Bruins rise early, finish late and beat Stanford, 68-57

Lazeric Jones wished he was dreaming when an assistant coach delivered a wake-up knock on his dorm room door shortly before 8 Saturday morning.

“I didn’t like it too well,” the UCLA point guard said.

A few hours later, the Bruins were still feeling groggy.

“I kind of felt it in warmups,” junior guard Malcolm Lee said. “I was a little sluggish.”

UCLA’s malaise carried over to the first 10 minutes of a rare late-morning game at Pauley Pavilion. Stanford took a 14-point lead, appearing poised to hand the Bruins a nationally televised flogging on their home court.


“They definitely came out and punched us first,” UCLA sophomore forward Reeves Nelson said.

All of which made the Bruins’ counterpunch even more staggering.

Playing with poise that belied its inexperience, UCLA stormed back for a 68-57 victory that left the Cardinal woozy and solidified the Bruins as a team to be reckoned with, even without a full complement of players.

UCLA held Stanford to 30.8% shooting and committed only one turnover in the final 29:11, avoiding the late collapse it had experienced in a two-point victory over California on Thursday. The Bruins also made a hearty chunk of their free throws for a change, with Lee and Jones combining to make 19 of 21.

Seemingly every Bruin contributed to the team’s fourth consecutive victory. Tyler Honeycutt made big shots, Jones attacked the basket, Lee played stellar defense, Nelson gutted out the final 7½ minutes despite a sprained left ankle and even seldom-used freshman center Anthony Stover had five points and five rebounds.

And so UCLA (13-6 overall, 5-2 Pacific 10 Conference) completed a home sweep of the Bay Area schools with freshman center Joshua Smith playing a total of six minutes in the two games because of a head injury suffered against Cal.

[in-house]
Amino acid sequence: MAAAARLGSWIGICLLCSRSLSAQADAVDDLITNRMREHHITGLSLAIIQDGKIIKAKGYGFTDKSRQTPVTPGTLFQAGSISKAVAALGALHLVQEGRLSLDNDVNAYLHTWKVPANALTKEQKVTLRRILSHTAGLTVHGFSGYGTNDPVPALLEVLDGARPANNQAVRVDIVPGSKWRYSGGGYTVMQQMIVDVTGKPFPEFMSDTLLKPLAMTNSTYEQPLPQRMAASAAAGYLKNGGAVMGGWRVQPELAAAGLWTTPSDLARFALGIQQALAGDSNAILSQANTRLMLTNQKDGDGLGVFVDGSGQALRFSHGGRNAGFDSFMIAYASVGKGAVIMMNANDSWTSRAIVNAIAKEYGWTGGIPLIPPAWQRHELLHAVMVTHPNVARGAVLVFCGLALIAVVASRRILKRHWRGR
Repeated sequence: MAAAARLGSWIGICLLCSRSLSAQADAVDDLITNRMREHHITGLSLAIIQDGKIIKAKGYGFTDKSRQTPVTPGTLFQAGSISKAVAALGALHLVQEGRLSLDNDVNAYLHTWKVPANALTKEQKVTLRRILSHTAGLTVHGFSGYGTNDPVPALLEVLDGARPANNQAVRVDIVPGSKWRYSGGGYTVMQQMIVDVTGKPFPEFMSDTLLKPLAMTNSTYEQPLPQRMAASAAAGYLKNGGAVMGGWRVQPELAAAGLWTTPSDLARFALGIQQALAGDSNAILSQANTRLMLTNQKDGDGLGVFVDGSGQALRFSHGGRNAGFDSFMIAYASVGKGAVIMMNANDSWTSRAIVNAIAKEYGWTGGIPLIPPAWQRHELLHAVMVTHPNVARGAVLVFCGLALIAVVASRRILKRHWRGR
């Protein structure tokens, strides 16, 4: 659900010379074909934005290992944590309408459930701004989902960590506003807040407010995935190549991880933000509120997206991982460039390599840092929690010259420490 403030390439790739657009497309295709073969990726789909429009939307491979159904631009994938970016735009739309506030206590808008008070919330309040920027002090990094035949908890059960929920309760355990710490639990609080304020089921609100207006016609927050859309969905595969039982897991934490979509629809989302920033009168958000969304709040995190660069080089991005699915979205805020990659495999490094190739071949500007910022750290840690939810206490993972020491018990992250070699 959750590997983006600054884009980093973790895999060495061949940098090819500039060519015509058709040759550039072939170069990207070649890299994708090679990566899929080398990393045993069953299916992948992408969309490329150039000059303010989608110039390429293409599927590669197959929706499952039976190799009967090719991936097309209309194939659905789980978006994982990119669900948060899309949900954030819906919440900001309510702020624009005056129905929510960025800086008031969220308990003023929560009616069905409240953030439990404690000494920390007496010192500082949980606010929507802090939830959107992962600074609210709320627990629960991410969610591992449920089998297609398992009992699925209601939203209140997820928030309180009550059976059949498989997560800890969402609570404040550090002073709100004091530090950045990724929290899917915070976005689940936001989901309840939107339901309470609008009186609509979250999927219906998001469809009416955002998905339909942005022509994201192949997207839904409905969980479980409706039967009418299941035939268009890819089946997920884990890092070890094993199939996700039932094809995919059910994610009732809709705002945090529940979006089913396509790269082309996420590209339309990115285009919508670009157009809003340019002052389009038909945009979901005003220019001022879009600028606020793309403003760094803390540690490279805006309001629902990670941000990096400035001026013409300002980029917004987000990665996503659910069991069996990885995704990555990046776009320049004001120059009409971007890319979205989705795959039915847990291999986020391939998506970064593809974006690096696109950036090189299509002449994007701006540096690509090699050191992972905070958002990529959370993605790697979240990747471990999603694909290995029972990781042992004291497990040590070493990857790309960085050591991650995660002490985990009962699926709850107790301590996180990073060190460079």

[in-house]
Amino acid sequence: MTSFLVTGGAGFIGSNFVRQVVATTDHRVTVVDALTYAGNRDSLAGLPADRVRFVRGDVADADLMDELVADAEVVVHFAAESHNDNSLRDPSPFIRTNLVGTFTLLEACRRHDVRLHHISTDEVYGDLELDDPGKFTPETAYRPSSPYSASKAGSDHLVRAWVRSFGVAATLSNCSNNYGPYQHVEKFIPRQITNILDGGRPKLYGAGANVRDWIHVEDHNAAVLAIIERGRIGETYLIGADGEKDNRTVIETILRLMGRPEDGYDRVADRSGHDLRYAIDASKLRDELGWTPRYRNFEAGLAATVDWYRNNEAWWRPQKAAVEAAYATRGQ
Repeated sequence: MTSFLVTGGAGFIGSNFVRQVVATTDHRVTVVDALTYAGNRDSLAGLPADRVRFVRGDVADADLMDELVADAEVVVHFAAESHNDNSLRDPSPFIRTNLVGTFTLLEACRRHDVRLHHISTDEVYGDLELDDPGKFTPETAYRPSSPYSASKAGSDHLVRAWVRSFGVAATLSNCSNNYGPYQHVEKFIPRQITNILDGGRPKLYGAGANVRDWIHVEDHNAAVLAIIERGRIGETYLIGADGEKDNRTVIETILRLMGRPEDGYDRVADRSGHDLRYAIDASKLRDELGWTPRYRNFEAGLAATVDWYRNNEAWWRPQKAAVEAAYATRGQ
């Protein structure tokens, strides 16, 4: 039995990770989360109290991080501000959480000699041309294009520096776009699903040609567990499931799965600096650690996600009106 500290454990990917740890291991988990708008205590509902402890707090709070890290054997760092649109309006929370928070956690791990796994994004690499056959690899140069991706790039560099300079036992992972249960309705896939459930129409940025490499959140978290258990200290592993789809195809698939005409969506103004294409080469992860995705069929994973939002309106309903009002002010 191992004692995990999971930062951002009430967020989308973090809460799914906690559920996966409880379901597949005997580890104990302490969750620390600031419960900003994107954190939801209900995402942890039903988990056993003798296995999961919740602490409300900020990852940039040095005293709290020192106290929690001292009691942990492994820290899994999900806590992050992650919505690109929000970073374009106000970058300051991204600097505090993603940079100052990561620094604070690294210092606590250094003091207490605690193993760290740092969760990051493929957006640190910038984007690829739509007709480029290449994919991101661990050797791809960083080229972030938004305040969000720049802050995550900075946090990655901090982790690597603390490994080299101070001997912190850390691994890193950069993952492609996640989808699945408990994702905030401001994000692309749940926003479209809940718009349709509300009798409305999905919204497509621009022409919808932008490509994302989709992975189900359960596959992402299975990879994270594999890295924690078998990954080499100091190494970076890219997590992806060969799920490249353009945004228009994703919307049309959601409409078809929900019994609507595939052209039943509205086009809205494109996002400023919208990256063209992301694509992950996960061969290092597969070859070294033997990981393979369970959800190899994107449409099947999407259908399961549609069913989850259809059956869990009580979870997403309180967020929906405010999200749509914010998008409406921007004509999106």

“We’re just coming together as a team, and I think we’ll be pretty dangerous if we keep this going,” said Nelson, who also played despite a bone bruise in his right knee and a popped bursa sac in his left elbow that he had sustained against the Golden Bears.

With Smith sidelined Saturday and Nelson mostly neutralized by double teams, the Bruins relied on a guard-heavy lineup featuring Honeycutt at power forward. The 6-foot-8 sophomore proved to be a matchup nightmare for the Cardinal (10-8, 3-4), either slashing to the basket or venturing outside for three-pointers on the way to 16 points.

Lee was an even more potent double threat. He scored 23 points while holding normally sharpshooting Stanford guard Jeremy Green to 12 points on four-for-15 shooting.

“There’s not a better defender maybe in the country at the wing than Malcolm Lee,” UCLA Coach Ben Howland said.

The Bruins could have made a compelling case for being one of the worst teams in the nation in the early going. Nelson had a shot blocked, Honeycutt committed an unforced turnover and Stover missed a point-blank put-back as Stanford raced to a 22-8 lead.

Howland called three timeouts in the first 10:24 in an attempt to snap the Bruins out of their funk. But players on a team without a senior found strength in what until recently had been an unlikely source: themselves.

“They were on each other, [saying] ‘Let’s go.’ ” Howland said. “It was nice to see that kind of leadership.”

Lee scored six consecutive points, on a three-point play and a three-point shot, and UCLA was off on a 13-0 push. When Honeycutt made a three-pointer to tie the score at 24-24, the crowd roared and the Bruins were on their way.

“Once we got it going,” Lee said, “we really got it going.”

Honeycutt later gave UCLA a 51-46 lead on a three-pointer with 7:17 left in the game, an advantage he would help extend to 10 points with a jumper from the left wing nearly four minutes later as the Bruins avoided the late-game mistakes that have plagued them all season.

“We’re becoming really mentally tough,” said Jones, who had 17 points and a career-high six rebounds. “When things don’t go our way, we’re out there fighting for each other.”

No matter what time of day.